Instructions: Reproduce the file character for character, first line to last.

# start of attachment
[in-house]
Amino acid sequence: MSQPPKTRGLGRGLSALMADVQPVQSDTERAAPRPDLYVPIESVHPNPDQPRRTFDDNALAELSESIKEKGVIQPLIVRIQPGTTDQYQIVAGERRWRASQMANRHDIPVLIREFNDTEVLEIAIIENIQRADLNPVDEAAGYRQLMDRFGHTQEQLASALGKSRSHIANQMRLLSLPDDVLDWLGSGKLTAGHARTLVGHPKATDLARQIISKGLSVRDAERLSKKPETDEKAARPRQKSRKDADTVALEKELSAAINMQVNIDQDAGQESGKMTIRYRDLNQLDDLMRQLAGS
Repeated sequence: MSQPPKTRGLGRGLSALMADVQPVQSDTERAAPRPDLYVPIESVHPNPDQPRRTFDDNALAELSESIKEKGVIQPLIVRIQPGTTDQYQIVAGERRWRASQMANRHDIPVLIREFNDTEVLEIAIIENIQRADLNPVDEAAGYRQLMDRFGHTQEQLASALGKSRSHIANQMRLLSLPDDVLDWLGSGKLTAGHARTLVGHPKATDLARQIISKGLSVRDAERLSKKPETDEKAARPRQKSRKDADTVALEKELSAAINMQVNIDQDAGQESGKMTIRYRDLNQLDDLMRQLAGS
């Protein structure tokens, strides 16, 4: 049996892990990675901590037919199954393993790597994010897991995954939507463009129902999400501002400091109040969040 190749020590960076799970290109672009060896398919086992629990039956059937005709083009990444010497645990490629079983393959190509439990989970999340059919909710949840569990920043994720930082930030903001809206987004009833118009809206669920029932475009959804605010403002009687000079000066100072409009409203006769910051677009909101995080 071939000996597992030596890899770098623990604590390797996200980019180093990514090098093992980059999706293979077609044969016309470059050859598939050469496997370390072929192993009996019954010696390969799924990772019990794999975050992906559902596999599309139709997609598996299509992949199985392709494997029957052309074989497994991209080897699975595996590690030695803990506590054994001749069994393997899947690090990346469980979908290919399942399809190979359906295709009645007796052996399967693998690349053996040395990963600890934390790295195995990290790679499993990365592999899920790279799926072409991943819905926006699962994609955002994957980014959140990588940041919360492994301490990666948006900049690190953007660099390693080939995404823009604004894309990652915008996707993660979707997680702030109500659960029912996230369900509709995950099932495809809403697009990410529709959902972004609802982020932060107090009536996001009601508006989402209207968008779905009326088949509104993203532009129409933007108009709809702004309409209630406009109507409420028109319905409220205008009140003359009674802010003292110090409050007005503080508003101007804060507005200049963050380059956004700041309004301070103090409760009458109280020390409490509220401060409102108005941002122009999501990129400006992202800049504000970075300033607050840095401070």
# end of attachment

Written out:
[in-house]
Amino acid sequence: MSQPPKTRGLGRGLSALMADVQPVQSDTERAAPRPDLYVPIESVHPNPDQPRRTFDDNALAELSESIKEKGVIQPLIVRIQPGTTDQYQIVAGERRWRASQMANRHDIPVLIREFNDTEVLEIAIIENIQRADLNPVDEAAGYRQLMDRFGHTQEQLASALGKSRSHIANQMRLLSLPDDVLDWLGSGKLTAGHARTLVGHPKATDLARQIISKGLSVRDAERLSKKPETDEKAARPRQKSRKDADTVALEKELSAAINMQVNIDQDAGQESGKMTIRYRDLNQLDDLMRQLAGS
Repeated sequence: MSQPPKTRGLGRGLSALMADVQPVQSDTERAAPRPDLYVPIESVHPNPDQPRRTFDDNALAELSESIKEKGVIQPLIVRIQPGTTDQYQIVAGERRWRASQMANRHDIPVLIREFNDTEVLEIAIIENIQRADLNPVDEAAGYRQLMDRFGHTQEQLASALGKSRSHIANQMRLLSLPDDVLDWLGSGKLTAGHARTLVGHPKATDLARQIISKGLSVRDAERLSKKPETDEKAARPRQKSRKDADTVALEKELSAAINMQVNIDQDAGQESGKMTIRYRDLNQLDDLMRQLAGS
């Protein structure tokens, strides 16, 4: 049996892990990675901590037919199954393993790597994010897991995954939507463009129902999400501002400091109040969040 190749020590960076799970290109672009060896398919086992629990039956059937005709083009990444010497645990490629079983393959190509439990989970999340059919909710949840569990920043994720930082930030903001809206987004009833118009809206669920029932475009959804605010403002009687000079000066100072409009409203006769910051677009909101995080 071939000996597992030596890899770098623990604590390797996200980019180093990514090098093992980059999706293979077609044969016309470059050859598939050469496997370390072929192993009996019954010696390969799924990772019990794999975050992906559902596999599309139709997609598996299509992949199985392709494997029957052309074989497994991209080897699975595996590690030695803990506590054994001749069994393997899947690090990346469980979908290919399942399809190979359906295709009645007796052996399967693998690349053996040395990963600890934390790295195995990290790679499993990365592999899920790279799926072409991943819905926006699962994609955002994957980014959140990588940041919360492994301490990666948006900049690190953007660099390693080939995404823009604004894309990652915008996707993660979707997680702030109500659960029912996230369900509709995950099932495809809403697009990410529709959902972004609802982020932060107090009536996001009601508006989402209207968008779905009326088949509104993203532009129409933007108009709809702004309409209630406009109507409420028109319905409220205008009140003359009674802010003292110090409050007005503080508003101007804060507005200049963050380059956004700041309004301070103090409760009458109280020390409490509220401060409102108005941002122009999501990129400006992202800049504000970075300033607050840095401070």